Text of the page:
For years, hospital quality measures have been tracked by private and government insurance programs to try and improve the healthcare services received by their beneficiaries.  The most recent example is the Value-Based Purchasing Program (VBP) initiative by The Centers For Medicare & Medicaid Services (CMS).  How does CMS describe VBP?
"Under the Program, CMS will make value-based incentive payments to acute care hospitals, based either on how well the hospitals perform on certain quality measures or how much the hospitals' performance improves on certain quality measures from their performance during a baseline period. The higher a hospital's performance or improvement during the performance period for a fiscal year, the higher the hospital's value-based incentive payment for the fiscal year would be."
This complex program has many different elements that require hospitals and doctors to excel against their peers or face penalties and payment cuts. What are some hospital quality measures  being tracked under VBP?  There are Process of Care measures and  HCAHPS patient satisfaction surveys.    There are 30-Day Outcome Mortality measures and Patient Safety Indicators.  There are  the tracking of Healthcare Associated Infections (HAI) and hospital readmissions.  There's even efficiency measures that track spending per beneficiary.

Other programs track 30 day this and 90 day that.  There are DRGs, MS-DRGs, comorbid conditions (CC) and major complicating or comorbid conditions (MCC).  There is  PQRS for physicians and ICD-10 and CPT and E/M and Oh, Lordy, when does this madness end?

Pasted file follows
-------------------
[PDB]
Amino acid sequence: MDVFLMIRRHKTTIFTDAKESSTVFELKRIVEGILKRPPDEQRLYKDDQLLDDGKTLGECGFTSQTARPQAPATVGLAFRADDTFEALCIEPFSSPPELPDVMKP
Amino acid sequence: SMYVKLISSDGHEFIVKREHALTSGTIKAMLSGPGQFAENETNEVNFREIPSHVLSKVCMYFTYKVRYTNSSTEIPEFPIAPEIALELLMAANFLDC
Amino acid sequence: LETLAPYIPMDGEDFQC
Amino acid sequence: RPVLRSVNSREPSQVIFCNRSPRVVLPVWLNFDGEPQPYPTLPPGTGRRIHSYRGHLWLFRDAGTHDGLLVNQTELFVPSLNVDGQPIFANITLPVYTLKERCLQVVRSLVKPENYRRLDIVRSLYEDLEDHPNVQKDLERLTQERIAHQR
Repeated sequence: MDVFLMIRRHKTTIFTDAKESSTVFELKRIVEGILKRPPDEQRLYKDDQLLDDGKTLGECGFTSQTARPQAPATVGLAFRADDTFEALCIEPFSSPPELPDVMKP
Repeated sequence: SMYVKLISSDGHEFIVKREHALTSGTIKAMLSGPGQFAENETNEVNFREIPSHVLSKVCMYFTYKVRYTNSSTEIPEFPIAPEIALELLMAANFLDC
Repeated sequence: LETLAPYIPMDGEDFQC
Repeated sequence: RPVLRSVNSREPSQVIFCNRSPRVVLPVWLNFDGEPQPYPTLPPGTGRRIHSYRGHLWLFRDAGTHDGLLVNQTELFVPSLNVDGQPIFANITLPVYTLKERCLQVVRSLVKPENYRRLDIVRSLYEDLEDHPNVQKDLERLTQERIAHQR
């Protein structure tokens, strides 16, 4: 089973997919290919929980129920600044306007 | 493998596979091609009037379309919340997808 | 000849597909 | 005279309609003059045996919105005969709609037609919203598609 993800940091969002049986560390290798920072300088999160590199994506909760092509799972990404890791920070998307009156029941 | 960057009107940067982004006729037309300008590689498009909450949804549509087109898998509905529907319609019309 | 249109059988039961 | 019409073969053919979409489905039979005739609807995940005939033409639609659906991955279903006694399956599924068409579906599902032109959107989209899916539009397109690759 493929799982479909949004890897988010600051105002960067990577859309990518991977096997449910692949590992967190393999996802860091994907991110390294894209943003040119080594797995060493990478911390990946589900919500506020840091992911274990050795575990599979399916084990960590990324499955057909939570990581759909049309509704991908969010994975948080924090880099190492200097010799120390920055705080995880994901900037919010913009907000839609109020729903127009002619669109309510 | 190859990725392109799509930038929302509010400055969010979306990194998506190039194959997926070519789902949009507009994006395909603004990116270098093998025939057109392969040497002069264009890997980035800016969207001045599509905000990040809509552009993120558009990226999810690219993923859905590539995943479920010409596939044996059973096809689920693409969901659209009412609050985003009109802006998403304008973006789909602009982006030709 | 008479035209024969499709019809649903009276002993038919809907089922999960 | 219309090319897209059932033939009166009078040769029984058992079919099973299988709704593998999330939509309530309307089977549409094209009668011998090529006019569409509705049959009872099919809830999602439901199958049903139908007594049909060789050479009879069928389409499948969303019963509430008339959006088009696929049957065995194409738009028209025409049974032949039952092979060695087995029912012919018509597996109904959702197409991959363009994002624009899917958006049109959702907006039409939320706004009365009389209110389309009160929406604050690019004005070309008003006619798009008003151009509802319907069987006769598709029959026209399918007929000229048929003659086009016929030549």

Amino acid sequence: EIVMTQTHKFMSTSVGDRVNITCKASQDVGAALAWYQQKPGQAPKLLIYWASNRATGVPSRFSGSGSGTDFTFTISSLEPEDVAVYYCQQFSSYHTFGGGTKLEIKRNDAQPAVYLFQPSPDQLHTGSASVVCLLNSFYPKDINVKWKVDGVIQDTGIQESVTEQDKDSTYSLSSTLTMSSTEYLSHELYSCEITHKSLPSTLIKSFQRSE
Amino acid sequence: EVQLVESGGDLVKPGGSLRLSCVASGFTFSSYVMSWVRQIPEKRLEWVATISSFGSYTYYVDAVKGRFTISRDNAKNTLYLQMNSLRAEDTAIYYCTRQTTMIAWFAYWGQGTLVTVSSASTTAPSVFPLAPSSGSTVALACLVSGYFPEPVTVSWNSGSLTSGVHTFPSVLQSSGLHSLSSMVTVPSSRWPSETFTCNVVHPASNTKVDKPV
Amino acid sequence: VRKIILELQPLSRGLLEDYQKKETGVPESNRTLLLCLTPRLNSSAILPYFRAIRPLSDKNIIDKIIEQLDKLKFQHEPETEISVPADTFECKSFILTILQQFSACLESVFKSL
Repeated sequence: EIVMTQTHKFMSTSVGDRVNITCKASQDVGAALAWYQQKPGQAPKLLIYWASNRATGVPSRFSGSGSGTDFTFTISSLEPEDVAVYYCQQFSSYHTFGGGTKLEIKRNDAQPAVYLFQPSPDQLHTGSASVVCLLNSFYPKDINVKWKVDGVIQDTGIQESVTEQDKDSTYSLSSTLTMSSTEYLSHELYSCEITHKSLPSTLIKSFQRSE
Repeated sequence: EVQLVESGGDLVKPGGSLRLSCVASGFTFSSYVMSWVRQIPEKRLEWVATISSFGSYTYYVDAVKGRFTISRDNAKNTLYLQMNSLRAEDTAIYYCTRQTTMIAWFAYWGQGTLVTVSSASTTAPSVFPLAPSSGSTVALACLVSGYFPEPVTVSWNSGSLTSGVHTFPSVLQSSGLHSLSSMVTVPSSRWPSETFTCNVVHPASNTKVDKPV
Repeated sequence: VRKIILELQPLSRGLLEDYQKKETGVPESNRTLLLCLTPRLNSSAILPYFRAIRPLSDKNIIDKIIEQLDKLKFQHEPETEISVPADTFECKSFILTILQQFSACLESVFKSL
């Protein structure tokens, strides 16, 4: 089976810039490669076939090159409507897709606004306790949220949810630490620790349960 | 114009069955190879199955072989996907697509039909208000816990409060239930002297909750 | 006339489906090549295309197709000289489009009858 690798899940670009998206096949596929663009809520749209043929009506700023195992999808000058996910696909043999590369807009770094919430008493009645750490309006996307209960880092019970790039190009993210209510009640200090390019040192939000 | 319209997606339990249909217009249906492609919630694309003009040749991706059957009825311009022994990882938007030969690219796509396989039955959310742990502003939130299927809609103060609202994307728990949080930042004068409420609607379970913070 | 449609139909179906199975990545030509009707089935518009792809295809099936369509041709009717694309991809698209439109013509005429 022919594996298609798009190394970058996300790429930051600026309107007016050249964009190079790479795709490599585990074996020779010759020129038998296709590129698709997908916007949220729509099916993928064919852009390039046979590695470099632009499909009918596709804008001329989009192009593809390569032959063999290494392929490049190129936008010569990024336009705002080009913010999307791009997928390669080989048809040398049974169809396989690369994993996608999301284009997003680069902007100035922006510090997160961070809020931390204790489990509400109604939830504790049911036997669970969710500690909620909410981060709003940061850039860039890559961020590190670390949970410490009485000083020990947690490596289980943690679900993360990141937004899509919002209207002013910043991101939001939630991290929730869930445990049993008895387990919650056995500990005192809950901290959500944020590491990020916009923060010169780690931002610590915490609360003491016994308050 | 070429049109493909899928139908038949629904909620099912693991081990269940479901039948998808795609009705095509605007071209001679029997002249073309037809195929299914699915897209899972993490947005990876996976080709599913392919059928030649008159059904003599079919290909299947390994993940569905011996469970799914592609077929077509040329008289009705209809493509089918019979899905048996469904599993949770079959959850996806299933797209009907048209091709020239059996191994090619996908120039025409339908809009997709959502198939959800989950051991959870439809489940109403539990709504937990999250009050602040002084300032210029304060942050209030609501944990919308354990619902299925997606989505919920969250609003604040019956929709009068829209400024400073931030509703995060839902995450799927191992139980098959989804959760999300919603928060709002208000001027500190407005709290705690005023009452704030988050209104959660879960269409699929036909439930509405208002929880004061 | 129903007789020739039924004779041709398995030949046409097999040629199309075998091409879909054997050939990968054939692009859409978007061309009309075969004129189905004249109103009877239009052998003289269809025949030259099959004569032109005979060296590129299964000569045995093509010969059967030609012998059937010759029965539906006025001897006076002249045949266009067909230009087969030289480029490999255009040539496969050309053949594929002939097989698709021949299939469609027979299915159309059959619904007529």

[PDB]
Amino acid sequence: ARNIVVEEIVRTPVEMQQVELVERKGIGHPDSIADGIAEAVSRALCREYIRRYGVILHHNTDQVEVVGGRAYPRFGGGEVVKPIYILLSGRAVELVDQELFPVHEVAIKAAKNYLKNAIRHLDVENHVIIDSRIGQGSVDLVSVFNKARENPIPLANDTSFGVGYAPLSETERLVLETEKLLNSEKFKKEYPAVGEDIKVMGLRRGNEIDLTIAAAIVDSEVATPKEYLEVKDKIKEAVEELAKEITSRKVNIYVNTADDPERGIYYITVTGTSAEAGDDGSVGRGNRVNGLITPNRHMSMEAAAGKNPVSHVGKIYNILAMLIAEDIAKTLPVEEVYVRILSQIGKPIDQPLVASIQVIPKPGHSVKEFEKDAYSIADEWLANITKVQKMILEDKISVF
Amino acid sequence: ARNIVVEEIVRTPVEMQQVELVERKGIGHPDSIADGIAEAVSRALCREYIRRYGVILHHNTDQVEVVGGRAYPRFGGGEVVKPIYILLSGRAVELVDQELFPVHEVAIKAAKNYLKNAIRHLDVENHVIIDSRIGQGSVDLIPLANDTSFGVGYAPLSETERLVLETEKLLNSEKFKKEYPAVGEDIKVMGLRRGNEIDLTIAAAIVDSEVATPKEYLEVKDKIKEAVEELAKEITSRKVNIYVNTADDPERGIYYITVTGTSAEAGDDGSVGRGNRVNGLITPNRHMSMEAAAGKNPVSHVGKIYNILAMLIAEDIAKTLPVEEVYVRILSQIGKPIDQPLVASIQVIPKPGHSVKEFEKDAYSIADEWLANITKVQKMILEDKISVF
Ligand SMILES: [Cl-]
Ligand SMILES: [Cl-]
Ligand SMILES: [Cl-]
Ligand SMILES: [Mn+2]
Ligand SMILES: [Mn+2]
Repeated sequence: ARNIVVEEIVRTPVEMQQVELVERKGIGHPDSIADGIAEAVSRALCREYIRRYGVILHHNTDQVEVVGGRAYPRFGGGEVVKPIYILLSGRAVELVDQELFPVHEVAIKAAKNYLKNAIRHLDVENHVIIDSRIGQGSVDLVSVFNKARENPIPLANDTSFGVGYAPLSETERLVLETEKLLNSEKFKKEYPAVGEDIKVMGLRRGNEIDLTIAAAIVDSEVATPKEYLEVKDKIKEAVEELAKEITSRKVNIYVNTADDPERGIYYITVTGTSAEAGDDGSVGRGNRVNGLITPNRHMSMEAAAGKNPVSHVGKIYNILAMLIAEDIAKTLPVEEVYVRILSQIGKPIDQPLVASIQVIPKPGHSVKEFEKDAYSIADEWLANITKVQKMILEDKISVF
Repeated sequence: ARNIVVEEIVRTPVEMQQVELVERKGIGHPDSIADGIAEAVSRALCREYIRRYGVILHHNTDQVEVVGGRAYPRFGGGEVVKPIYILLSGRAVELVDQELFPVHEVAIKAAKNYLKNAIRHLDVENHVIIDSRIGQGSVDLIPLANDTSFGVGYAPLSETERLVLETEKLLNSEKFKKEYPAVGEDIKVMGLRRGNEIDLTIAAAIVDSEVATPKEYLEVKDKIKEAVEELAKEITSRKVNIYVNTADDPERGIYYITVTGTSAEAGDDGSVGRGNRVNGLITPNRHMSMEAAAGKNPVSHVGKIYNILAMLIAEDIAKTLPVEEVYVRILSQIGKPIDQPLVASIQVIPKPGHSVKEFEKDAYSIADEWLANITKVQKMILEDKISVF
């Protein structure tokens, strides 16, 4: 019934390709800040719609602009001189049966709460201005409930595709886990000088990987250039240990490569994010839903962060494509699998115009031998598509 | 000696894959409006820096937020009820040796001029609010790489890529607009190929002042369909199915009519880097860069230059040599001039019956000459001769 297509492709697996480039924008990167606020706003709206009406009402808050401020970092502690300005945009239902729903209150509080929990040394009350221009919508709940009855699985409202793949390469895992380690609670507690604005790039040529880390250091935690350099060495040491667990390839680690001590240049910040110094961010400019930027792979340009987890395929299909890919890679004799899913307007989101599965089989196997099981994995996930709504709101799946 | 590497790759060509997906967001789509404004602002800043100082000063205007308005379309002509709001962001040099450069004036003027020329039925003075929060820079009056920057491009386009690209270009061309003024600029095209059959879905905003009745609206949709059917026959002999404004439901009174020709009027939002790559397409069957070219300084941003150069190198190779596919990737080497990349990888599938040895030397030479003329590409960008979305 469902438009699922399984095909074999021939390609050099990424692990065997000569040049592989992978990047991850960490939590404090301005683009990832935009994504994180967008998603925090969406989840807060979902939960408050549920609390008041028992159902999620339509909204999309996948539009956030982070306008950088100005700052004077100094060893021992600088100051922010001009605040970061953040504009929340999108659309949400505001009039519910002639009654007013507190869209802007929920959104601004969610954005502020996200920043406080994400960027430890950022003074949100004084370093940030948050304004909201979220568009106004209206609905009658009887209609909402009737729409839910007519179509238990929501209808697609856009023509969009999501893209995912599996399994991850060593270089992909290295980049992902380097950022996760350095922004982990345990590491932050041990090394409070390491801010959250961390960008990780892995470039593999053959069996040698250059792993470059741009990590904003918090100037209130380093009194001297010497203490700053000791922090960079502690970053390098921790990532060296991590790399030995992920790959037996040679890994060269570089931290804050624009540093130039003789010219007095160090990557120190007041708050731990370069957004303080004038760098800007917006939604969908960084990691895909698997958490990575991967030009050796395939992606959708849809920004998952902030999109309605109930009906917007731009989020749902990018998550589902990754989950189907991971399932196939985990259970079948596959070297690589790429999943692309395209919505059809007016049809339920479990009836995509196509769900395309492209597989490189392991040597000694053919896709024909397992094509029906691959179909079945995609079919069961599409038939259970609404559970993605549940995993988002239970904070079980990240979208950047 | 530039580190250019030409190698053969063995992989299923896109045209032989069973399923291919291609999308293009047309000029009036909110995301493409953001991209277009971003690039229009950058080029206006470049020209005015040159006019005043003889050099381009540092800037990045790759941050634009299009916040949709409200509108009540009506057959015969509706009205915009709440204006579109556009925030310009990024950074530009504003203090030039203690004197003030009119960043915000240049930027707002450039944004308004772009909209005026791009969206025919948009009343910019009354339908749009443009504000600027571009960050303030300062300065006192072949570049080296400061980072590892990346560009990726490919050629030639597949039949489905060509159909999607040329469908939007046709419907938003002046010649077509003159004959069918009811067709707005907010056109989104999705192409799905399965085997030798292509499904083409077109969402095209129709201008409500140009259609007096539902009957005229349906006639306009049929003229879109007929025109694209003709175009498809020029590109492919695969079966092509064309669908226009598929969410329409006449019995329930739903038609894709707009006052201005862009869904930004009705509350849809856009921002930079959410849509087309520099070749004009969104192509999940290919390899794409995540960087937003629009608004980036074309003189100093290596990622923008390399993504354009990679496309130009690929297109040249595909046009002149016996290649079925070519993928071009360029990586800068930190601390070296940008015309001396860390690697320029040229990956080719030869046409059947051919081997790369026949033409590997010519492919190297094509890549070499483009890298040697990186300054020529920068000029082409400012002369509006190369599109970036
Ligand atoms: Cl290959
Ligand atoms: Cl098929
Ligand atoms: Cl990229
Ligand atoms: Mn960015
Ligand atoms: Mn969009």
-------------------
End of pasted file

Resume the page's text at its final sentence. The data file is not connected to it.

You'd think by now we would have enough hospital quality measures to track everything, right?  Think again.  The Happy Hospitalist has learned VBP Version 2.0 will include the following A-Z list of new and clinically relevant quality measures that will help computer algorithms take data mining to the next level in an effort to risk stratify hospitals, patients and doctors.  This newest Medicare effort is like VBP on steroids.  In line with all previous Medicare efforts to reduce costs by simply stopping payment to doctors and hospitals, success with VBP 2.0 will be difficult.  Happy Hospitalist sources deep inside CMS have confirmed failure by hospitals to score in the top 0.01% of every single hospital quality measure listed below will result in an automatic assumption of crappy care and a return of 99% of all payments made for the prior fiscal year.   Medicare says VBP Version 2.0 succeeds in their unstated but obvious goal of simply not paying for care anymore.

Frank, a retired physician turned top CMS data entry technician, who became a master typist when physician order entry went live at his hospital last year, says his hommies in control of the CMS checkbook hope to have Medicare costs down to about $50 a year by 2017.  "Because, frankly, we don't even have fifty bucks to pay you guys anymore", he said.

So here you are folks.  I present to you the newest collection of hospital quality measures being tracked by CMS in an effort to eliminate hospital and doctor payments for good.  If you don't yet have software programs in place to track all this data, you can purchase it for a ton of money from the AMA.  They are currently providing a 3% multiple policy discount when purchased in combination with disability insurance, life insurance, Pass Your ABIM Test insurance and You Picked The Wrong CPT® Code And Now You're Screwed insurance.

CMS is interested in your opinion and will have 14 public periods of comment to hash out the details.  If you'd like to leave any of your own suggestions for new hospital quality measures under VBP 2.0, leave a comment here or on The Happy Hospitalist Facebook Page and CMS will give your opinion thoughtful consideration.

A

  • Acting Like An Asshole-to-Anesthesiologist Consult time
  • Alcohol-to-Afib time
  • Alzheimer's Agitation-to-Angry Family time
  • AMA-to-Angry Letter time
  • Ambulance-to-Ambulate time
  • Anxiety-to-Ativan time
  • Attitude-to-Ativan time

B

  • Bad Breath-to-Brushing time
  • Bad-Heart-to-Bacon time
  • Barefoot-to-Banana Bag ratio
  • Bedridden-so-Bring to the ER time
  • Belligerent-to-B52 time
  • Beta Blocker-to-Bradycardia time